Recently, computer giant Intel held their “Day in the Cloud” event in Portland, Oregon in order to discuss and publicize their strategy for computing in the cloud as it develops over the next few years. Amid dinners and informal discussions, a number of members from Intel’s teams spoke about where they saw not only the cloud going but where Intel was going to go along with it.
Jason Waxman, the General Manager of high density servers at Intel predicted that by 2015, he expects to see a jump to 15 billion total devices, an eight-fold increase in network scaling and an overall 20% increase in compound annual general revenue for the company – a large playing field, by any stretch of the imagination. With that, however, Waxman said that the market currently has a bit of “Wild Wild West” to it, presumably due to the fact that cloud computer is still maturing as an industry. Many companies are trying to figure out where they fit as both customers and providers, and the industry as a whole is coping with developing a unified cloud definition.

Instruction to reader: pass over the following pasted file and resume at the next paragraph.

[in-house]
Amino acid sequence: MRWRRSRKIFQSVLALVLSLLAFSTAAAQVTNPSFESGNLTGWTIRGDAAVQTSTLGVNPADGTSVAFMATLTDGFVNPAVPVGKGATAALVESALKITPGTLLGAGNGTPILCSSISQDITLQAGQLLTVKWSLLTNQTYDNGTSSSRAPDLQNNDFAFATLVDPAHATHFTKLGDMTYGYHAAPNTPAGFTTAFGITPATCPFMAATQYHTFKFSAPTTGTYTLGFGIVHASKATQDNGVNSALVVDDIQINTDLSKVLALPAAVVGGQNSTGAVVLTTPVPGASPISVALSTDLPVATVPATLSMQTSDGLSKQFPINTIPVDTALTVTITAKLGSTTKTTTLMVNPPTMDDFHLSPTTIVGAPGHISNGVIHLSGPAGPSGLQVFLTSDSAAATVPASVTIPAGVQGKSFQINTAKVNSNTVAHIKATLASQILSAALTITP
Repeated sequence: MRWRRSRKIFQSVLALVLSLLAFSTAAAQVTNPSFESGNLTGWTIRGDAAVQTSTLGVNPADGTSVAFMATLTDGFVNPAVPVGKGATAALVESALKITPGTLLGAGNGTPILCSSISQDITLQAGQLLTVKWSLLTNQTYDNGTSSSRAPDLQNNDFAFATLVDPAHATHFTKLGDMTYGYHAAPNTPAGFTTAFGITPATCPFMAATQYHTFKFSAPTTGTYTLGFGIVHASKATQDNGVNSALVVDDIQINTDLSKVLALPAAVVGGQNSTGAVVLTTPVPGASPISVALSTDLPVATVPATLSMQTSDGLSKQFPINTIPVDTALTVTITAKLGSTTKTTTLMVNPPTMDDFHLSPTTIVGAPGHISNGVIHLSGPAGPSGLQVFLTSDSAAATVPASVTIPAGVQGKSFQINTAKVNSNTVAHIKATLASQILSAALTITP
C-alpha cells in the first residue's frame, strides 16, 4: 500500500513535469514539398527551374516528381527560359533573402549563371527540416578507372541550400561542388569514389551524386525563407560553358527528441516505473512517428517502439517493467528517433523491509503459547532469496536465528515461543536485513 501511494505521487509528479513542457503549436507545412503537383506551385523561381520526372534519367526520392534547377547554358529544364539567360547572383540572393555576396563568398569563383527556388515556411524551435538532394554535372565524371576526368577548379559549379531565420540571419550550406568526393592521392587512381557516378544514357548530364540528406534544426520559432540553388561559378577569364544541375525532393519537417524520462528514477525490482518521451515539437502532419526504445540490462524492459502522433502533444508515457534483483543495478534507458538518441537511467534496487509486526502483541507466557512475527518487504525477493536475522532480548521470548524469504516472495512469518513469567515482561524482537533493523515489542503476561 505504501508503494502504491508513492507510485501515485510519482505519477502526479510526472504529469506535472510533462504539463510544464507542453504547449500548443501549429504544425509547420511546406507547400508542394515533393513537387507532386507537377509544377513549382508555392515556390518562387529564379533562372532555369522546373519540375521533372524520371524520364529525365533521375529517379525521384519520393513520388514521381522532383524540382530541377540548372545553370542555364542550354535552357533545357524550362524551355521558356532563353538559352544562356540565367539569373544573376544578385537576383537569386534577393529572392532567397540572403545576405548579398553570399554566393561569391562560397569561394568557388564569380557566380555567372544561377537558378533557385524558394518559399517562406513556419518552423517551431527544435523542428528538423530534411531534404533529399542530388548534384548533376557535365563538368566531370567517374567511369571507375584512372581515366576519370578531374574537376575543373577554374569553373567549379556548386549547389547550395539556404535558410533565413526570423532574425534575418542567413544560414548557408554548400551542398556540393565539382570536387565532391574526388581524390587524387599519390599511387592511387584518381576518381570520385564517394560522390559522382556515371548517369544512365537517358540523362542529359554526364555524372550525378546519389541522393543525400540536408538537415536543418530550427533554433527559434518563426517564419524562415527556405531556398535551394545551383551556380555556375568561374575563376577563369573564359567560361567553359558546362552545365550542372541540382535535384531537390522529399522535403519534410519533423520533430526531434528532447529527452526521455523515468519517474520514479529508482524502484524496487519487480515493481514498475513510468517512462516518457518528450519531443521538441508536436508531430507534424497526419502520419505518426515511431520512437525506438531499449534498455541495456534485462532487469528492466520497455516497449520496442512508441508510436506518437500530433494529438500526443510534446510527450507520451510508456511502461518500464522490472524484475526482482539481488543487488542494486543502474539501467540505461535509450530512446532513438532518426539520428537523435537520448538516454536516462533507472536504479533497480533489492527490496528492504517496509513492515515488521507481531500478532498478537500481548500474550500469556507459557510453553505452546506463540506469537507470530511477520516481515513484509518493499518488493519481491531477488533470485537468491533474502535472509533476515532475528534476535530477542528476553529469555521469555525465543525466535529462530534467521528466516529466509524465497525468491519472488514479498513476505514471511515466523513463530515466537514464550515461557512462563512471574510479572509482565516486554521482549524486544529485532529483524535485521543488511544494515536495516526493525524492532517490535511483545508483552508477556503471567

The Intel team also addressed a number of the concerns facing businesses of every strip – a litany of items that was almost overwhelming in number. Thankfully, the discussion moved into ways to deal with these issues – from scalability to power and performance, with more than a few nods to companies like VMware and Microsoft. While Intel is not on the forefront of the provider end of the cloud spectrum, they are taking the time and making the effort to learn what they can and only add the “cloud” addendum to titles in their company when knowledge and experience warrants its use.
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